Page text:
I think most of these come from the blog being discovered by a publisher after it's really caught on. You have to sell an awful lot of books to be worth the printing. And by "caught on", it's not just regular traffic, but huge quantities of traffic. "Enough traffic that you're probably doing pretty well on ads and everybody who knows internet memes knows who you are" kind of levels. Not "there's a few comments here and there and some regular readers" levels.
posted by gracedissolved at 7:40 PM on June 8, 2010

You've received some good advice in this thread already. Let me add my own.

I write a popular personal finance website. It receives 750,000 visits a month (500,000 uniques) and has over 75,000 RSS subscribers. It's been featured in a variety of books and magazines and newspapers. I just published my first book, and it was a direct outgrowth of my blog.

First, let's compare some numbers. Assuming we're talking about SEOlol, the site linked in your profile: Alexa shows it with a traffic rank of 467,789 (U.S. rank of 87,127) and only three sites linking in. Compete shows SEOlol has a rank of 171,845 and gets about 250 visitors per month (though it scored 10,000 uniques in April -- congrats!) Voice of reality here: This is not serious transaction, not even with 10,000 uniques. Plus, even if you're at 100,000 uniques, you've only been there for a month or two.

Now compare those numbers with my site. Alexa shows Get Rich Slowly with a traffic rank of 14,412 (U.S. rank of 4,173) and 2,673 inbound links. Compete gives my site a rank of 6,648 and shows it gets 300,000 uniques per month. (This is about half what Google Analytics says, but that's another discussion topic.) I've had this much traffic for several years now.

I'm not quoting these numbers to initiate a pissing match. I'm trying to ground things in reality. I've been fortunate that the size and popularity of my site has led to many publishers and agents contacting me, asking me if I'd like to do a book. I was in the awesome position of being able to wait for the right offer to come along. (And now that the first book is published, I'm getting offers for a second book.) But my situation is rare, and is a result of having a platform as well as a timely topic with broad interest. (Everyone wants to know how to improve their money, especially nowadays.)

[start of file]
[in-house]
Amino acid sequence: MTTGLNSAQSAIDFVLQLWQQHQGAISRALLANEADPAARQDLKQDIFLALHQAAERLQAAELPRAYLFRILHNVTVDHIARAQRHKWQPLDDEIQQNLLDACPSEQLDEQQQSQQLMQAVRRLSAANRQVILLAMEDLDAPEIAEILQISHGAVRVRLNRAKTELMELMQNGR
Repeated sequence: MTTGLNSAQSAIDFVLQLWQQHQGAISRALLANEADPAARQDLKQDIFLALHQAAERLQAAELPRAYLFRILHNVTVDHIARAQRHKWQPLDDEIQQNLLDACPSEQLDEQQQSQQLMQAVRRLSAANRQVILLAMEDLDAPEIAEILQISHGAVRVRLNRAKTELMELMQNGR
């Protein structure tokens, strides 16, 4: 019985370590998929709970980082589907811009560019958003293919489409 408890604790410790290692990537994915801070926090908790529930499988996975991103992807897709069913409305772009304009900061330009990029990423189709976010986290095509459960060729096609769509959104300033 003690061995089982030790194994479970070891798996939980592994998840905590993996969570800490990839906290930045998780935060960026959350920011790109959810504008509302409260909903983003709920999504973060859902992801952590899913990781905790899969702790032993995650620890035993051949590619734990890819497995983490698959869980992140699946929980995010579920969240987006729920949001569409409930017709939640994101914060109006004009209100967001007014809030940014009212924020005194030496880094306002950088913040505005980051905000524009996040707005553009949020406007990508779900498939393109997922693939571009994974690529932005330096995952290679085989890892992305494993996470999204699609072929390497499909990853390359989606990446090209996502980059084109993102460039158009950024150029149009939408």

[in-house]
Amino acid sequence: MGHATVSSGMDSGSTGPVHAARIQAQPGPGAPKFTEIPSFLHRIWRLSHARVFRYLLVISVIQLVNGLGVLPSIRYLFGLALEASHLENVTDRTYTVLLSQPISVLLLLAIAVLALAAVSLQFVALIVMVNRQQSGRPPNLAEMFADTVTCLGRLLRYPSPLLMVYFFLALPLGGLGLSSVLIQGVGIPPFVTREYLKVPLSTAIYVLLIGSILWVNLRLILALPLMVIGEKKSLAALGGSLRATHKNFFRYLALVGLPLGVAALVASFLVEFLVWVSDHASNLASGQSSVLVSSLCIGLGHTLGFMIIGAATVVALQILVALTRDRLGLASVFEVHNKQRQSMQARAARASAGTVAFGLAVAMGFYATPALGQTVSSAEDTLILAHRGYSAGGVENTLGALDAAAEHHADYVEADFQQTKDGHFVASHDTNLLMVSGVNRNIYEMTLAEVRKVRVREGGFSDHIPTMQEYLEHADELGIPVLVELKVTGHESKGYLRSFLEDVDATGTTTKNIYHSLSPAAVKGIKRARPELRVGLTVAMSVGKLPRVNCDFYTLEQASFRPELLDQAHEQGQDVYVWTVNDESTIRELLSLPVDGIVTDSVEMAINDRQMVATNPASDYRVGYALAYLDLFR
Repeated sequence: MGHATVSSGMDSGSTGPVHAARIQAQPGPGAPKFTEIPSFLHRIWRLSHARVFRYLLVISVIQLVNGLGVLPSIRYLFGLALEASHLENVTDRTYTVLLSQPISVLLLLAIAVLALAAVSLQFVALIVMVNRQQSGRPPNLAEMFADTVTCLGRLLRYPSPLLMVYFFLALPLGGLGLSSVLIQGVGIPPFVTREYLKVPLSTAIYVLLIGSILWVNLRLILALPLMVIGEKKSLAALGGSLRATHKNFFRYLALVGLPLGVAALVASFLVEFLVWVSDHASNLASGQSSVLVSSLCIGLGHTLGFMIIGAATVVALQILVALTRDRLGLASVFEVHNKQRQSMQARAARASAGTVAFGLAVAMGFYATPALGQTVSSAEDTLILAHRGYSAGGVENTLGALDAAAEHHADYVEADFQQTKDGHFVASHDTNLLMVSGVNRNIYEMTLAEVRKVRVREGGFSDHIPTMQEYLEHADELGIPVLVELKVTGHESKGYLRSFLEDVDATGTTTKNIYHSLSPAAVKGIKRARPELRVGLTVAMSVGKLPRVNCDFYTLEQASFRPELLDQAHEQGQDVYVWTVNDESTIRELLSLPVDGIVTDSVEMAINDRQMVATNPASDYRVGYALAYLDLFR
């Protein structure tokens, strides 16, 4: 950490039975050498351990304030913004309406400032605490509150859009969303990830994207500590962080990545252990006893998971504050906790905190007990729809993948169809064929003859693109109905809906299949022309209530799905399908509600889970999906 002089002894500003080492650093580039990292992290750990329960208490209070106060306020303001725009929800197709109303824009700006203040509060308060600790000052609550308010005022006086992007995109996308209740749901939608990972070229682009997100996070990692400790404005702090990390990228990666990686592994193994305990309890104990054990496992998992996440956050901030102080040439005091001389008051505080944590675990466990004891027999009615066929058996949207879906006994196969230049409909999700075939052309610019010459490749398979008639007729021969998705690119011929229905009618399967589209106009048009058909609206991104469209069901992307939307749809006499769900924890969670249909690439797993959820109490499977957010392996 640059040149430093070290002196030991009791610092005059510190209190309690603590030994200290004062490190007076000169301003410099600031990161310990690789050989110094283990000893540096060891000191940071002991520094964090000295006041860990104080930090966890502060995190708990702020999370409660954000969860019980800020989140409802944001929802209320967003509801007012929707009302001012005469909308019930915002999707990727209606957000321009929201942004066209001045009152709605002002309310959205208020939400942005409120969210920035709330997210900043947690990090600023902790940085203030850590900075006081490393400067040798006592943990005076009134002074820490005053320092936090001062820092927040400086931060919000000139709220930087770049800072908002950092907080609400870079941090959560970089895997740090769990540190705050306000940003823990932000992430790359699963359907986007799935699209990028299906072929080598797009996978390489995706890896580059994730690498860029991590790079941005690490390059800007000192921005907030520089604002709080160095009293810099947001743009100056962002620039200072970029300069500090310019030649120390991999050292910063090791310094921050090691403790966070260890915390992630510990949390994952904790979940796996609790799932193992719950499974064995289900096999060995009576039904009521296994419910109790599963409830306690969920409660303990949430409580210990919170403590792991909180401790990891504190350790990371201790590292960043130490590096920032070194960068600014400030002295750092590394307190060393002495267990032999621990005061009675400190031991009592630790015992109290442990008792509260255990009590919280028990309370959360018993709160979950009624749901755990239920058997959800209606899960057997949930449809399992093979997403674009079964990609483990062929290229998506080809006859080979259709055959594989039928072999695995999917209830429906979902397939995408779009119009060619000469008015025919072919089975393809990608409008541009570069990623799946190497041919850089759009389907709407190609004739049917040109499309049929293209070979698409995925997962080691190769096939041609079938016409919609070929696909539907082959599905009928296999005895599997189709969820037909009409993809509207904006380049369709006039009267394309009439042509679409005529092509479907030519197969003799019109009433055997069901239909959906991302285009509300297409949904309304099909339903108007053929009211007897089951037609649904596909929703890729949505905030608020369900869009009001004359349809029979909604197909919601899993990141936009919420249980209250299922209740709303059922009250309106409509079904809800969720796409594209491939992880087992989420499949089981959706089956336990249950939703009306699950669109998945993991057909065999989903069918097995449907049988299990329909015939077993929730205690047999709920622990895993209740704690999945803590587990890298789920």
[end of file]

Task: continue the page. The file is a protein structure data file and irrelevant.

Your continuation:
My book has been out for almost three months, and the publisher is pleased with sales. But sales are hardly what most people would expect. You don't write a book to get rich. It's very unlikely to happen. And publishers don't put out books that they don't think people will buy.

In your case, if we're talking about SEOlol, you've got something of a problem. Your traffic isn't very large. And if it's growing, it's only just beginning. A publisher is going to want to see proof of long-term sustained interest in the subject. What's more, SEO is something of niche nomenclature. Who is your target audience? It's not very broad. My mom wouldn't buy your book. Neither would my brother. Even my geeky friends (those who might be most interested and would get the SEOlol references) would be unlikely to buy it.

I'm not trying to discourage you from pursuing this, but I'm trying to be a voice of reason. If publishers and agents aren't contacting you already, then you'll have to follow the traditional route for all non-fiction books: You'll have to write a proposal, submit it to an agent (and/or publisher), and go through the process of finding a fit. There are a number of great books about writing a book proposal, and I recommend you find one that makes sense for you. (Just search for "book proposal" on Amazon to see what's out there.) As part of the proposal, you'll have to explain who would buy your book and why, and how many you think you could sell.

Bottom line: If you want to sell out to the man, you're going to have to find a way to make your idea attractive. Otherwise, the man's not even going to give you a second look.

Postcript: Let's be clear on something. Writing a book isn't a lark. It's a hell of a lot of hard work. Or at least it was for me, and for all of the people I know who have been through the process. In fact, the esteemed Mr. Haughey even tried to talk me out of writing a book because the experience has sucked for him. It sucked for me, too, and if I'd known what I was getting myself into, I wouldn't have done it. (Or I would have asked for very different terms — like eight months to write instead of four.) I've run the numbers, and unless something drastic happens, I'm going to end up having earned less than minimum wage for my book. Is minimum wage worth selling out the man for? That's your call. I know what my answer would be...
posted by jdroth at 7:45 PM on June 8, 2010